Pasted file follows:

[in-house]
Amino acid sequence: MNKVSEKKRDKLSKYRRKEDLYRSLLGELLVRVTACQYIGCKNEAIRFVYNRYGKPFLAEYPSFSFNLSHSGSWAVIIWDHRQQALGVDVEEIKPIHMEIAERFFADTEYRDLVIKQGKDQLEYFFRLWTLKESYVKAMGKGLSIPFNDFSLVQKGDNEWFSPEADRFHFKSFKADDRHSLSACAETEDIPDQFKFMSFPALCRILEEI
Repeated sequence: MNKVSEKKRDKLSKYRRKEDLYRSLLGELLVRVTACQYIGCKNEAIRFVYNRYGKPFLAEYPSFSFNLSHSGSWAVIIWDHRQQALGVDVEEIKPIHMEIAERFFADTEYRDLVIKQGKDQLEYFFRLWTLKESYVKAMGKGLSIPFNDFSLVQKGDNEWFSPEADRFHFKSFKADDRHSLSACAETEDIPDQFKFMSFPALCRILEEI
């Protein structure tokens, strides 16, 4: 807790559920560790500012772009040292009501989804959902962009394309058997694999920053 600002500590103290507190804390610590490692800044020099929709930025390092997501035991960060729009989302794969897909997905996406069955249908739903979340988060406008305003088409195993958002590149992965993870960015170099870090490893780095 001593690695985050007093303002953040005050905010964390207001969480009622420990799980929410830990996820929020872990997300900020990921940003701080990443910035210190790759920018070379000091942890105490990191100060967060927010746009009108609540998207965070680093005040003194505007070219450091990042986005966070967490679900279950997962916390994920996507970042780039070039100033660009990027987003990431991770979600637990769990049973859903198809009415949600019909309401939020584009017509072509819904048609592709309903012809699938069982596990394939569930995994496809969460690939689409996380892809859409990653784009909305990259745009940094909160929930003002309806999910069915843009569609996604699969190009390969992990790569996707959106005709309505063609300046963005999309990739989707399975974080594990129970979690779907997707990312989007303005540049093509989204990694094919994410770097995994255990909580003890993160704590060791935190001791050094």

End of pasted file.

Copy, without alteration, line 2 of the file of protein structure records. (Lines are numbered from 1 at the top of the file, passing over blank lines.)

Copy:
Amino acid sequence: MNKVSEKKRDKLSKYRRKEDLYRSLLGELLVRVTACQYIGCKNEAIRFVYNRYGKPFLAEYPSFSFNLSHSGSWAVIIWDHRQQALGVDVEEIKPIHMEIAERFFADTEYRDLVIKQGKDQLEYFFRLWTLKESYVKAMGKGLSIPFNDFSLVQKGDNEWFSPEADRFHFKSFKADDRHSLSACAETEDIPDQFKFMSFPALCRILEEI